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I need to write a program, that will listen to communication in ModBus network through RS485. I am connected to the network with RS485 <> USB dongle.

I can read some data using SerialPort.DataReceived event, but it gives strange results. Data is often split, when it should come in one piece. (Modbus Master transmits every 100ms).

class Serial
{
    private SerialPort port;
    Queue<byte[]> buffer;

    public Serial()
    {
        buffer = new Queue<byte[]>();
        port = new SerialPort("COM3", 19200, Parity.Even, 8, StopBits.One);
        port.DataReceived += port_DataReceived;
    }

    public void Open()
    {
        if (port.IsOpen)
        {
            port.Close();
        }

        port.Open();
    }

    void port_DataReceived(object sender, SerialDataReceivedEventArgs e)
    {
        byte[] buff = new byte[port.BytesToRead];
        port.Read(buff, 0, port.BytesToRead);
        buffer.Enqueue(buff);
    }
}

I don't have any start sign in transmission. Delay between frames is min. 3.5 chars, and max delay between chars is 1.5 chars.

share|improve this question
    
Can you show us some code? –  jlvaquero Nov 16 '12 at 14:00
    
Serial ports don't have any concept of packets. They are totally byte-oriented, so it's wrong for you to expect that "they should come in one piece". Your reading code must deal with reading any number of bytes and finding packet boundaries. –  TJD Nov 16 '12 at 20:14

1 Answer 1

This is entirely normal, serial ports are very slow devices. The DataReceived event is fired as soon as one byte was received. You'll need to call Read() and pay attention to the value it returns, the number of bytes it was able to retrieve from the input buffer. Which might be more than one but is only very rarely equal to the number of bytes in a "packet", that could only happen if the machine got very slow for some reason.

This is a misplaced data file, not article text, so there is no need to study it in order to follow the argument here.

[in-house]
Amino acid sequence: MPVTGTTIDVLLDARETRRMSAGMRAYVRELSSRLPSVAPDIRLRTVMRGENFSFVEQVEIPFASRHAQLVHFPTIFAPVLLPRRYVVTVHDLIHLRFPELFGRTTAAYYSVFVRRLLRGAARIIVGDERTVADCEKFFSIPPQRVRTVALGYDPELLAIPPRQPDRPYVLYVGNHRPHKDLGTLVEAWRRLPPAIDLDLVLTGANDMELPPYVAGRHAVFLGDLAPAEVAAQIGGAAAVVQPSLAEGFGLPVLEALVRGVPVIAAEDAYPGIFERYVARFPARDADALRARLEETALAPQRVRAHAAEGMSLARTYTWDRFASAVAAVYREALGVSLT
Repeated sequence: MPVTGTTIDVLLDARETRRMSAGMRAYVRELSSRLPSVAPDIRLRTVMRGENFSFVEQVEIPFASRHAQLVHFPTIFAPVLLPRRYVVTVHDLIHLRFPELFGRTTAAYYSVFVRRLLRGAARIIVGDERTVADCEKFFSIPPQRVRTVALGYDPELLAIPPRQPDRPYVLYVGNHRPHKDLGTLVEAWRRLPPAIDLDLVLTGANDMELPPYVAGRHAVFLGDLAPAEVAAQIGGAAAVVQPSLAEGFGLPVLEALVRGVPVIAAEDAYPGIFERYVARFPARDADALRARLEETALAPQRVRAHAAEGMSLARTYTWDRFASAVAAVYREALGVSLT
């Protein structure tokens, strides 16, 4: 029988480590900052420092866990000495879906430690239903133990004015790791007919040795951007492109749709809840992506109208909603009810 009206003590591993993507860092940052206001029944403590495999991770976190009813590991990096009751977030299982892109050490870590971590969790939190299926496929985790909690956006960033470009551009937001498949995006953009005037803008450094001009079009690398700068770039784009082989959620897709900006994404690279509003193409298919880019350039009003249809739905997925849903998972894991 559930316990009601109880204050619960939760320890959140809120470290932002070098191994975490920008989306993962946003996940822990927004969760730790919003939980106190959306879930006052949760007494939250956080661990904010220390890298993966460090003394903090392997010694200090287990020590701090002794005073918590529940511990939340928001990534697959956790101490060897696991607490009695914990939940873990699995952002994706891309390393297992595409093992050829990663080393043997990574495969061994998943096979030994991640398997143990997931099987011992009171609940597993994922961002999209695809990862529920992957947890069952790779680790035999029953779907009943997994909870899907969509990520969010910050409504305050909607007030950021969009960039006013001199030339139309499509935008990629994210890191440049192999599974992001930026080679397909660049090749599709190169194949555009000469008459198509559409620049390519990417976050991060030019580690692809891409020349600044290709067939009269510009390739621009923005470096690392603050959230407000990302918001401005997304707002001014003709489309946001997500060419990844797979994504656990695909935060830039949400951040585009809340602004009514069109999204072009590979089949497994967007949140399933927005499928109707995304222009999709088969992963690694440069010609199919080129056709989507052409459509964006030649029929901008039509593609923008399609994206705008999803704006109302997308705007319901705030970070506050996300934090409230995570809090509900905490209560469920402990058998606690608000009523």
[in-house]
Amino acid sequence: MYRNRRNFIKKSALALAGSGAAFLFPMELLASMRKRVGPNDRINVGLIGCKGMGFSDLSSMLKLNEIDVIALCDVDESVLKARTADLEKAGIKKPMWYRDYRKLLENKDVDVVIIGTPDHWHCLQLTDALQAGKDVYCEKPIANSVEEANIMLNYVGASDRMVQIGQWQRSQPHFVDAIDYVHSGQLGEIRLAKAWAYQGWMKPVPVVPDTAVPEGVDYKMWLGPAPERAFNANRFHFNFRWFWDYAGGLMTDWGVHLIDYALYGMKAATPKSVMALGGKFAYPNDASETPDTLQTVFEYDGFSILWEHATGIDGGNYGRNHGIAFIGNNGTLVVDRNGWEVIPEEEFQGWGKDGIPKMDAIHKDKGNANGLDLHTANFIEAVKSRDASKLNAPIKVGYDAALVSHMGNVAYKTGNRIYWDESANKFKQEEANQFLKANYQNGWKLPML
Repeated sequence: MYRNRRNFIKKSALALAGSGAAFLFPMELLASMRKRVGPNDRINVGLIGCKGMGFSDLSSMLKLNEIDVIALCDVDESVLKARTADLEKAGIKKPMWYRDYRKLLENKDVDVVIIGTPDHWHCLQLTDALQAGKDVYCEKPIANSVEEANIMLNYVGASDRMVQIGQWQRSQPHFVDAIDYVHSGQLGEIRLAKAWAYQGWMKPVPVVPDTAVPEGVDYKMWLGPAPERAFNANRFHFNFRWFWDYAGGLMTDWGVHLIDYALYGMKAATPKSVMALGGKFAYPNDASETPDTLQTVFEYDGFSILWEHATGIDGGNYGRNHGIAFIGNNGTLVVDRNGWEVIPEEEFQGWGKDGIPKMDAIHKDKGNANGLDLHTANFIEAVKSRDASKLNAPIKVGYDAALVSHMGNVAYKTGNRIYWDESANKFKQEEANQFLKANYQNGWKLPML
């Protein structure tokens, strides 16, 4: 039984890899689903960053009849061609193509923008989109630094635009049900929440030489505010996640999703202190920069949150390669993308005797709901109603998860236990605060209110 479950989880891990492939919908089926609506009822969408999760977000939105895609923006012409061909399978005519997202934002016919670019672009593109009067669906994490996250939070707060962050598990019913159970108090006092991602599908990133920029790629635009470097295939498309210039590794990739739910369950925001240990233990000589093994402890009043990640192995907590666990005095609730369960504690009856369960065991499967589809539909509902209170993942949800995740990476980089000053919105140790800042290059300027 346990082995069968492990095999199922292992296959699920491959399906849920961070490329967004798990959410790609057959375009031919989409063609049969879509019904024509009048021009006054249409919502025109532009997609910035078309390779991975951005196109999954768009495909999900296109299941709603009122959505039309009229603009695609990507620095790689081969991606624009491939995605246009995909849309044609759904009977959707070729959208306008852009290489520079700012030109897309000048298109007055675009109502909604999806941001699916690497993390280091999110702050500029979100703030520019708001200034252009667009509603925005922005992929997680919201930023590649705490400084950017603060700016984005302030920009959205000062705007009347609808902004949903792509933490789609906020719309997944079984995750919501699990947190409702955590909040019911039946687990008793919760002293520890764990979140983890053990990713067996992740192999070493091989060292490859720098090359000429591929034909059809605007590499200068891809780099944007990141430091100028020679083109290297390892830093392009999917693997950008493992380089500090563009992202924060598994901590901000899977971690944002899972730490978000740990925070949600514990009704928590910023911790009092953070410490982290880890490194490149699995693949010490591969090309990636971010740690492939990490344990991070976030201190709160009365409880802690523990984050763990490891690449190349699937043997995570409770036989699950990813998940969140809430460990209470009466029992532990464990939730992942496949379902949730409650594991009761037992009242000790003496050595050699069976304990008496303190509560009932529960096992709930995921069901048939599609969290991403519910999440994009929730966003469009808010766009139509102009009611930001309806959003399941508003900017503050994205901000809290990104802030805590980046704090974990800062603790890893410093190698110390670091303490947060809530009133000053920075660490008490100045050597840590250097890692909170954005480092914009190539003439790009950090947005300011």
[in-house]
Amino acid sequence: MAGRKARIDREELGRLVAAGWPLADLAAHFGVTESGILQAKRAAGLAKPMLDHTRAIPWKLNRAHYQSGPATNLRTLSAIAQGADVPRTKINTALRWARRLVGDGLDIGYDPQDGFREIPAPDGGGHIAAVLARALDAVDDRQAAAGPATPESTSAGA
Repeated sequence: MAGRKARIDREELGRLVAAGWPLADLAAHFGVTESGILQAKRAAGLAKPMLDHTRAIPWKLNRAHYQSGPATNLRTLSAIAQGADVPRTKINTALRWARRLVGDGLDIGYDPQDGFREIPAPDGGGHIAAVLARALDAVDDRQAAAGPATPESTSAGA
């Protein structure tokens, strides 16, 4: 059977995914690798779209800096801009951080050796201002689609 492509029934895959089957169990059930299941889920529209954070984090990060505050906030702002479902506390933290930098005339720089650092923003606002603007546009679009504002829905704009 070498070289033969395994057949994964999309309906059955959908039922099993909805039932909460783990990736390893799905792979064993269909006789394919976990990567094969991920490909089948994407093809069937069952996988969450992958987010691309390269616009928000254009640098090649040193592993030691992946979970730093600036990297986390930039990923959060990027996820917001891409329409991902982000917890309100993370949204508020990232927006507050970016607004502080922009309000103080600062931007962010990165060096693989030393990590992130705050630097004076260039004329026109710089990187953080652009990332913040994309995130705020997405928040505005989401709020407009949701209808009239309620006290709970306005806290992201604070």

Beware that the debugger is one way to make it that slow, a breakpoint or single-stepping the event handler code gives the driver enough time to receive all the bytes in a packet. So that the Read() call returns them all. But that stops working as soon as you stop debugging that code.

You could use the ReceivedBytesThreshold property to delay the event but that can only work when a packet has a fixed size. Simply append the bytes you get into byte[], using the 2nd argument of the Read() call. And don't process the packet until you have them all.

share|improve this answer
    
But I don't know how many bytes will be in a frame. DataReceived works almost fine, but it doesn't always return full frame, sometimes it's split in two. –  rakoczyn Nov 16 '12 at 15:37
    
ModBus is kinda primitive. Hopefully you've got TCP frames and can use the Length field in the frame. If not then you'll have to figure out the length of the frame from the Function code. Maybe you ought to go shopping for somebody else's solution, contact your reseller from references. –  Hans Passant Nov 16 '12 at 16:18
    
Well, in fact it's RTU, not TCP. And I can't buy a solution, since this is my (my group's) academic project. –  rakoczyn Nov 16 '12 at 18:37
1  
It is not very hard to deduce how many bytes you should receive. Most MODBUS frames provide clues such as the function code and the number of requested/transmitted data. And you can (must?) check the consistency of the CRC, which delimitates the end of the frame. Example: if you receive a "read multiple registers" request, the frame has a fixed size. If you receive a "write multiple registers" request, the length of the frame (in bytes) is embedded in the frame itself. –  Alexandre Vinçon Nov 16 '12 at 20:20

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